Thursday, July 03, 2008

LucidEra Takes a Shot at On-Demand Analytics

Back in March, I wrote a fairly dismissive post about on-demand business intelligence systems. My basic objection was that the hardest part of building a business intelligence system is integrating the source data, and being on-demand doesn’t make that any easier. I still think that’s the case, but did revisit the topic recently in a conversation with Ken Rudin, CEO of on-demand business analytics vendor Lucid Era.

Rudin, who has plenty of experience with both on-demand and analytics from working at, Siebel, and Oracle, saw not one but two obstacles to business intelligence: integration and customization. He described LucidEra’s approach as not so much solving those problems as side-stepping them.

The key to this approach is (drum roll…) applications. Although LucidEra has built a platform that supports generic on-demand business intelligence, it doesn’t sell the platform. Rather, it sells preconfigured applications that use the platform for specific purposes including sales pipeline analysis, order analysis, and (just released) sales lead analysis. These are supported by standard connectors to, NetSuite (where Rudin was an advisory board member) and Oracle Order Management.

Problem(s) solved, eh? Standard applications meet customer needs without custom development (at least initially). Standard connectors integrate source data without any effort at all. Add the quick deployment and scalability inherent in the on-demand approach, and, presto, instant business value.

There’s really nothing to argue with here, except to point out that applications based on ‘integrating’ data from a single source system can easily be replaced by improvements to the source system itself. LucidEra fully recognizes this risk, and has actually built its platform to import and consolidate data from multiple sources. In fact, the preconfigured applications are just a stepping stone. The company’s long-term strategy is to expose its platform so that other people can build their own applications with it. This would certainly give it a more defensible business position. Of course, it also resurrects the customization and integration issues that the application-based strategy was intended to avoid.

LucidEra would probably argue that its technology makes this customization and integration easier than with alternative solutions. My inner database geek was excited to learn that the company uses a version of the columnar database originally developed by Broadbase (later merged with Kana), which is now open source LucidDB. An open source columnar database—how cool is that?

LucidEra also uses the open source Mondrian OLAP server (part of Pentaho) and a powerful matching engine for identity resolution. These all run on a Linux grid. There is also some technology—which Rudin said was patented, although I couldn’t find any details—that allows applications to incorporate new data without customization, through propagation of metadata changes. I don’t have much of an inner metadata geek, but if I did, he would probably find that exciting too.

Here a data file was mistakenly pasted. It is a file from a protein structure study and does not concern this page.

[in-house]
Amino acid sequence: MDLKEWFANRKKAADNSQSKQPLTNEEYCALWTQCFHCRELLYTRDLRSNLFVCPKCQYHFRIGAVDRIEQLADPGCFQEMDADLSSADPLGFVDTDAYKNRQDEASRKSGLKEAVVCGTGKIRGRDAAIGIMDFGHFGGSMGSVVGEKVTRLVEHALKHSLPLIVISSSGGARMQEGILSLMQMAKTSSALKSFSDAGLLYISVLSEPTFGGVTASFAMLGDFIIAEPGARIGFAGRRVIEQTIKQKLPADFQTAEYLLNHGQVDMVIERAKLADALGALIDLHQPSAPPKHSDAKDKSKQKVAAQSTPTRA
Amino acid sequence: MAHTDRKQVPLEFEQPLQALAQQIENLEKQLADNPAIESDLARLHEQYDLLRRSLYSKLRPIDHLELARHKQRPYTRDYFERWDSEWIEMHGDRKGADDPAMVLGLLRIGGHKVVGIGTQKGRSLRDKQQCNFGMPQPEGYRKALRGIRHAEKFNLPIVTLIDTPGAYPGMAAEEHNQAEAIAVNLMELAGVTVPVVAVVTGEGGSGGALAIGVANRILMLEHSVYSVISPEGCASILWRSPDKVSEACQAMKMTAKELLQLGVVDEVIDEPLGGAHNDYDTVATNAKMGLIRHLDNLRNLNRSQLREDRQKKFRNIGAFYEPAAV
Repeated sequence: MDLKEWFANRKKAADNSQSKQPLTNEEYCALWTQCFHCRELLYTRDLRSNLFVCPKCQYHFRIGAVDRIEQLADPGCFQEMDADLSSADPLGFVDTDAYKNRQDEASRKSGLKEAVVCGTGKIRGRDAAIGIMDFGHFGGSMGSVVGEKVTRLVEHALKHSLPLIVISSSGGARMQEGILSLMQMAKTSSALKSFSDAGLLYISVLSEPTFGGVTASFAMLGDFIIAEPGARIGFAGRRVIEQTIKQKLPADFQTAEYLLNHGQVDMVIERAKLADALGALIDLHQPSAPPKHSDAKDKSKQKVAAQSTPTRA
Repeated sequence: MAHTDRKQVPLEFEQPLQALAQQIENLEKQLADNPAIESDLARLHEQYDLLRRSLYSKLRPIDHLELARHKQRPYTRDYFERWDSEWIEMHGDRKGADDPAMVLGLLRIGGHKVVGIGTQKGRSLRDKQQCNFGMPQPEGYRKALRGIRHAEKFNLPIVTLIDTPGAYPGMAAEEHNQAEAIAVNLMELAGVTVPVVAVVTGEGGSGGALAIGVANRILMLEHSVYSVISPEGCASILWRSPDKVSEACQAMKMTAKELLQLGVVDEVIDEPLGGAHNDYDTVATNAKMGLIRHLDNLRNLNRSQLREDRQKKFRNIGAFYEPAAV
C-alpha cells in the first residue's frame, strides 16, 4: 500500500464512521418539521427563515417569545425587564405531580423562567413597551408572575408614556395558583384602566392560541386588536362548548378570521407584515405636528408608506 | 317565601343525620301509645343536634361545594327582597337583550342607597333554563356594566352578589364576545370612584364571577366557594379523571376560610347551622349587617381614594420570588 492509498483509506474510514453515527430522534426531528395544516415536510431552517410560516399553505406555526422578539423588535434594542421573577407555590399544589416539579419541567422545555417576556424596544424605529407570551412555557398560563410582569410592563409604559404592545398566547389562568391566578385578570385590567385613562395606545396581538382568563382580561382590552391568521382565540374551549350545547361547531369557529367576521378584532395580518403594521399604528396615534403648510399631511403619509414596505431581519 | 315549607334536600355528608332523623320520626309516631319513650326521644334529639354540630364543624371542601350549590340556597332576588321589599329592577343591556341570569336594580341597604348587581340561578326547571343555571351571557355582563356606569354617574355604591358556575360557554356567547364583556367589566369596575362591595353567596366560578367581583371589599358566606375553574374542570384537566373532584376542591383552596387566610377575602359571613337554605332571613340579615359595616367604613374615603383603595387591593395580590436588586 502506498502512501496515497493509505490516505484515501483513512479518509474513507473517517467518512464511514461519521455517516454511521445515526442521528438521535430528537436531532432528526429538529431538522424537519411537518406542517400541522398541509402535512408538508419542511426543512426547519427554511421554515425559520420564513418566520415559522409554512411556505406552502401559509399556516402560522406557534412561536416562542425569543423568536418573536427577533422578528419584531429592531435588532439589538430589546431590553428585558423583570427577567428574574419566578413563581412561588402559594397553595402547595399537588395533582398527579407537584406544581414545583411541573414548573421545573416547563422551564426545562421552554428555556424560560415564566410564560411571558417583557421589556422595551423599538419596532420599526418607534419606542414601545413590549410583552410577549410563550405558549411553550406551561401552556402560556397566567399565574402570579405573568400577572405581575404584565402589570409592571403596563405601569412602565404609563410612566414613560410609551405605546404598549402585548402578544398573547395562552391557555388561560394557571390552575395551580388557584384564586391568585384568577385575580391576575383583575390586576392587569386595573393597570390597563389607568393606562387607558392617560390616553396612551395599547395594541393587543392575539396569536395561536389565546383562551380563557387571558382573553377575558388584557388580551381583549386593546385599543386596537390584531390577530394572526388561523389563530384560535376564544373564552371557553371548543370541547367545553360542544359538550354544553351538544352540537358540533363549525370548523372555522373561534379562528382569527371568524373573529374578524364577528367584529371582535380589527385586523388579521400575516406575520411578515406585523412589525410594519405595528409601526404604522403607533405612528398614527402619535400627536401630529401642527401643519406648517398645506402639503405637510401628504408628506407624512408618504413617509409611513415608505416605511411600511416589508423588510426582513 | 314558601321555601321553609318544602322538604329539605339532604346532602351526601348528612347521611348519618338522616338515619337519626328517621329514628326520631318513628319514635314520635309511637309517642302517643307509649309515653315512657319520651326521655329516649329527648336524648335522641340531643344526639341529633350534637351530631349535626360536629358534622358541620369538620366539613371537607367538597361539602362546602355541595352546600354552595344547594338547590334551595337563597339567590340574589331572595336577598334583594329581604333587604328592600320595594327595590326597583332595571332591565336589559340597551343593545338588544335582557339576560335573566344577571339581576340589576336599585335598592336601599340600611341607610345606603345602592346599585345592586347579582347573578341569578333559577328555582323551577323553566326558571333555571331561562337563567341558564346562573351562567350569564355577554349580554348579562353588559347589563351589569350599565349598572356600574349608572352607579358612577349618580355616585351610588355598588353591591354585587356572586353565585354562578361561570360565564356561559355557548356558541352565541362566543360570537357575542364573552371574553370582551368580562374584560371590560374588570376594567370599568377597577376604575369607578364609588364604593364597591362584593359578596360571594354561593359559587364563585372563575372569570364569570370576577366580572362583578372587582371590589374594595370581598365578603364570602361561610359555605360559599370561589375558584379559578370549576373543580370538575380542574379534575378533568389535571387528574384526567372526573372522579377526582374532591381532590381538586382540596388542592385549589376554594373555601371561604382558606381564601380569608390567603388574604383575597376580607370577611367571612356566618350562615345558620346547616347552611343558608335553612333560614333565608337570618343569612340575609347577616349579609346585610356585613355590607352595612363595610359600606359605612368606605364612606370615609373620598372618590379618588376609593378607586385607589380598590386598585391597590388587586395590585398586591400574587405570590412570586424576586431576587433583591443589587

This all sounds technically most excellent and highly economical. Whether it significantly reduces the cost of customization and integration is another question. If it allows non-IT people to do the work, it just might. Otherwise, it’s the same old development cycle, which is no fun at all.

So, as I said at the start of all this, I’m still skeptical of on-demand business intelligence. But LucidEra itself does seem to offer good value.

My discussion with LucidEra also touched on a couple of other topics that have been on my mind for some time. I might as well put them into writing so I can freely enjoy the weekend.

- Standard vs. custom selection of marketing metrics. The question here is simply whether standard metrics make sense. Maybe it’s not a question at all: every application presents them, and every marketer asks for them, usually in terms of “best practices”. It’s only an issue because when I think about this as a consultant, and when I listen to other consultants, the answer that comes back is that metrics should be tailored to the business situation. Consider, for example, choosing Key Performance Indicators on a Balanced Scorecard. But vox populi, vox dei (irony alert!), so I suppose I’ll have to start defining a standard set of my own.

- Campaign analysis in demand generation systems. This came up in last week’s post and the subsequent comments, which I highly recommend that you read. (There may be a quiz.) The question here is whether most demand generation systems (Eloqua, Vtrenz, Marketo, Market2Lead, Manticore, etc.) import sales results from CRM systems to measure campaign effectiveness. My impression was they did, but Rudin said that LucidEra created its lead analysis system precisely because they did not. I’ve now carefully reviewed my notes on this topic, and can tell you that Marketo and Market2Lead currently have this capability, while the other vendors I’ve listed should have it before the end of the year. So things are not quite as rosy as I thought but will soon be just fine.

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